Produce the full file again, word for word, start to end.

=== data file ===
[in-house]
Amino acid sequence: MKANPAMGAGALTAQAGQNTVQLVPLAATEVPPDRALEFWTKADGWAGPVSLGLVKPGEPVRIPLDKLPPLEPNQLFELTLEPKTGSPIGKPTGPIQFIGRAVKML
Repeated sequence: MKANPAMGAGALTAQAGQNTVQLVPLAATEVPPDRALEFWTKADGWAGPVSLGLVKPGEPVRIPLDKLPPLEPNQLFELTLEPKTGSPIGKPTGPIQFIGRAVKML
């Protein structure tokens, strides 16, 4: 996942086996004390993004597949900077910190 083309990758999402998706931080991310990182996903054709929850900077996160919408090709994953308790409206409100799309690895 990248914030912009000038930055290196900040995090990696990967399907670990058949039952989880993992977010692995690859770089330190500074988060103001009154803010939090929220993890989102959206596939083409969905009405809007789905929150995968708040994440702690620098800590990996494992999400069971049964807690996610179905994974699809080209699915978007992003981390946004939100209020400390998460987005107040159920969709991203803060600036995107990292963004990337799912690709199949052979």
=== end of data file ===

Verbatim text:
[in-house]
Amino acid sequence: MKANPAMGAGALTAQAGQNTVQLVPLAATEVPPDRALEFWTKADGWAGPVSLGLVKPGEPVRIPLDKLPPLEPNQLFELTLEPKTGSPIGKPTGPIQFIGRAVKML
Repeated sequence: MKANPAMGAGALTAQAGQNTVQLVPLAATEVPPDRALEFWTKADGWAGPVSLGLVKPGEPVRIPLDKLPPLEPNQLFELTLEPKTGSPIGKPTGPIQFIGRAVKML
């Protein structure tokens, strides 16, 4: 996942086996004390993004597949900077910190 083309990758999402998706931080991310990182996903054709929850900077996160919408090709994953308790409206409100799309690895 990248914030912009000038930055290196900040995090990696990967399907670990058949039952989880993992977010692995690859770089330190500074988060103001009154803010939090929220993890989102959206596939083409969905009405809007789905929150995968708040994440702690620098800590990996494992999400069971049964807690996610179905994974699809080209699915978007992003981390946004939100209020400390998460987005107040159920969709991203803060600036995107990292963004990337799912690709199949052979």